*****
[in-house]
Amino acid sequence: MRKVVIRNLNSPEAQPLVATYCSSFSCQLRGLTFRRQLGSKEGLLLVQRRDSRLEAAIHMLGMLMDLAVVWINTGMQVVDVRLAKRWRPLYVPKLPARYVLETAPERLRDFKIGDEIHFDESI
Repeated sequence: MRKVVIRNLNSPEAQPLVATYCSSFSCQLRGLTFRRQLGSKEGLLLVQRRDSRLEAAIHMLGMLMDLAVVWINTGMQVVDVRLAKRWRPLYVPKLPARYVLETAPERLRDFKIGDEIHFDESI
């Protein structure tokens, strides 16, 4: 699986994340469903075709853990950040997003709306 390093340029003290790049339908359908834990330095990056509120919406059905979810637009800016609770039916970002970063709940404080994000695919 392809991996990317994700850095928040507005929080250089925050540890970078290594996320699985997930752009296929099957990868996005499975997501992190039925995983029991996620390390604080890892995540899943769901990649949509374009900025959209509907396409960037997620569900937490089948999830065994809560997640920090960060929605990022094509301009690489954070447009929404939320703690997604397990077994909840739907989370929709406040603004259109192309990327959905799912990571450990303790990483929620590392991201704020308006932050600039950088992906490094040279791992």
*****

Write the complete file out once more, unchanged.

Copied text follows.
[in-house]
Amino acid sequence: MRKVVIRNLNSPEAQPLVATYCSSFSCQLRGLTFRRQLGSKEGLLLVQRRDSRLEAAIHMLGMLMDLAVVWINTGMQVVDVRLAKRWRPLYVPKLPARYVLETAPERLRDFKIGDEIHFDESI
Repeated sequence: MRKVVIRNLNSPEAQPLVATYCSSFSCQLRGLTFRRQLGSKEGLLLVQRRDSRLEAAIHMLGMLMDLAVVWINTGMQVVDVRLAKRWRPLYVPKLPARYVLETAPERLRDFKIGDEIHFDESI
């Protein structure tokens, strides 16, 4: 699986994340469903075709853990950040997003709306 390093340029003290790049339908359908834990330095990056509120919406059905979810637009800016609770039916970002970063709940404080994000695919 392809991996990317994700850095928040507005929080250089925050540890970078290594996320699985997930752009296929099957990868996005499975997501992190039925995983029991996620390390604080890892995540899943769901990649949509374009900025959209509907396409960037997620569900937490089948999830065994809560997640920090960060929605990022094509301009690489954070447009929404939320703690997604397990077994909840739907989370929709406040603004259109192309990327959905799912990571450990303790990483929620590392991201704020308006932050600039950088992906490094040279791992």